Indian review of 'Partition - can it be undone?'

The Economic and Political Weekly, the most academic magazine in India, has published a review of Lal Khan's book, "Partition - can it be undone?", written by Ranabir Samaddar. He gives a positive appraisal of the book and asks a pertinent question at the end: "But are the official communists listening to all these?"
Partition
Partition, Can It Be
Undone? by Lal Khan;
Wellred Publications,
London, 2001; The
Struggle Publishers,
Lahore, 2003; and Aakar
Books, Delhi, 2007; pp
225, Rs 450.

Times are changing. Once again po­litical accounts on the "Great Parti­tion" are coming out. By political accounts one means accounts of struggles, conflicts, bloodshed, betrayals, hopes and resurgence of efforts. Because that is the route through which the political subject emerges and resurfaces. The phrase is meant to express the act of deciphering the wars that go on underneath the social relations, the battle hymns that character­ise the forces at war with each other, the class struggles that go on undiminished, unrequited, and the deaths and dialogues (the two extreme forms of political acts) that mark the events of calamity, crisis, and their resolution. We are, it seems, finally at the end of the 15 to 20 years long dreary period of boring narratives of whatever passes on as memory and sentiment.

Comrade Lal Khan's account of Parti­tion is welcome however, not only for this reason, but primarily because it thinks the unthinkable, "can Partition be undone?". Comrade Khan, a political activist in Pakistan and a student and party organiser, who uses his nom de guerre to write this book, links his own reasoning of how the event of Partition finally happened with his other main argument of how finally we can get over the event. In other words, he writes as to how finally we shall undo Partition. On this point, comrade Khan remains consistent. He cannot be accused of invoking dialec­tics to suit a reason of convenience. He narrates the communist viewpoint in a rigorous manner, namely, from a class viewpoint. Thus he argues that class struggles were rising in the colony throughout the 1930s and 1940s, and constituted the national question as a social question as well.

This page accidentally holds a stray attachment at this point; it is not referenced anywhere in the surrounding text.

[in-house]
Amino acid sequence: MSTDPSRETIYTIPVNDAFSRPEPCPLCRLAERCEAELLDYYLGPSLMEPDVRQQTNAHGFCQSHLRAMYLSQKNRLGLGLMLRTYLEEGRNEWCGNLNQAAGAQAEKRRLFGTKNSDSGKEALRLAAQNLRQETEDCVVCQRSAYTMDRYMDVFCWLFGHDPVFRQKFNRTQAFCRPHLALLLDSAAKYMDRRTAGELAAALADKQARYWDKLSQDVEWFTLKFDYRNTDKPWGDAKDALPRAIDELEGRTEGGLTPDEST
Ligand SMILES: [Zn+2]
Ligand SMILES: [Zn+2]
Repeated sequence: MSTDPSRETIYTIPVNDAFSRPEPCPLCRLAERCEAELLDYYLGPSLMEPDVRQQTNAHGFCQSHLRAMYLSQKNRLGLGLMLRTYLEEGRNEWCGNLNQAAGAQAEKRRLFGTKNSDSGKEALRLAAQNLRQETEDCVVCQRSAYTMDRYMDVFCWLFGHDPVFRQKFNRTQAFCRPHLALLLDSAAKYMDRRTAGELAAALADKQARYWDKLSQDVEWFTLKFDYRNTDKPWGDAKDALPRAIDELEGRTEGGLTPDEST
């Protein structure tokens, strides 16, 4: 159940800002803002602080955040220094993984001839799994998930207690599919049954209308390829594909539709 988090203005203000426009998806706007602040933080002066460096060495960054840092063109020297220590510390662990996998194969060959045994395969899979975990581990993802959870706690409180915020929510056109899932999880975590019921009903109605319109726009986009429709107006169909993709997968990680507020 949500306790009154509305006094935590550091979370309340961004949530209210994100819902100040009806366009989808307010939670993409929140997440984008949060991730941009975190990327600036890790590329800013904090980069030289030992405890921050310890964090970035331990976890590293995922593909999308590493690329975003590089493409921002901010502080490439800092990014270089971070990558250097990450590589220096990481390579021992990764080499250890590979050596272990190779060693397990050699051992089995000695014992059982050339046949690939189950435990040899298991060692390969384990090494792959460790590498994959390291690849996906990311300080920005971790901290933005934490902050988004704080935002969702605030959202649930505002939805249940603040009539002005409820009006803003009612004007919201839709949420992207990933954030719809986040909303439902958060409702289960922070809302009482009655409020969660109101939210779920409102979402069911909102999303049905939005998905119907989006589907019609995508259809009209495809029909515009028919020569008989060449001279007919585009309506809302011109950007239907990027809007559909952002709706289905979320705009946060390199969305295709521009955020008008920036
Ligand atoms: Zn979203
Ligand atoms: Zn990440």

Undoing Partition

The national revolution called for a social revolution, and social revolution needed the expulsion of the imperial bourgeoisie and the defeat or the marginalisation of the comprador national bourgeoisie. In the same vein Khan argues that with south Asia still remaining in some sense an un-partitioned region with myriad ties, radi­calisation and social revolution in one country will immensely influence the other countries of the region. And thus the forces that were responsible for bringing in Partition will have to be defeated to undo Partition.

Old Thesis on Partition

In a sense the old communist thesis on Partition had always a solid core of truth in it. That thesis had combined elements of history with a sense of crisis, of the im­pending great moment, of the catastrophe brought about by rising mass fury unaccompanied by any strong political lead­ership ready to lead a revolutionary change, bourgeois betrayal, and the colo­nial plan to stymie decolonisation by engi­neering genocide. In this post-Foucault world we have of course come to accept that words such as "crisis", "revolution" and "extraordinarily rapid changes" are only illusions. Lal Khan's account reminds us of some of the old writings of Ajit Roy, whose columns had adorned this journal, older writings of M N Roy, of not so old writings of Charu Mazumdar, and other writings whose authors would not like to be reminded of their authorship in their lifetime.

One may add that the bourgeois nature of decolonisation was evident not only in bringing back the old religious wars in the middle part of the 20th century but can also ask in parenthesis, if the bourgeoisie ever got over the religious wars of early modern Europe. This was reflected more in their programmes of reconstruction - in both India and Pakistan. In the former the constituent assembly was the platform to build up the bourgeois republic, in Pakistan the armed forces had to be called in by the political class to maintain the rule of property.

Yet, the significance of comrade Khan's effort is not so much in reminding the readers of the presence of class politics in that great infamy called the Partition, but in asking the un-askable, namely the ques­tion, "can Partition be undone?" and link­ing class politics to that question. Like the agenda of independence, the question of undoing Partition is like a manifesto, a charter, a strong rhetoric, and therefore dangerous to the parties of stability and order. Let us see what comrade Lal Khan has to say on this, and then we can see what thoughts we are further led to.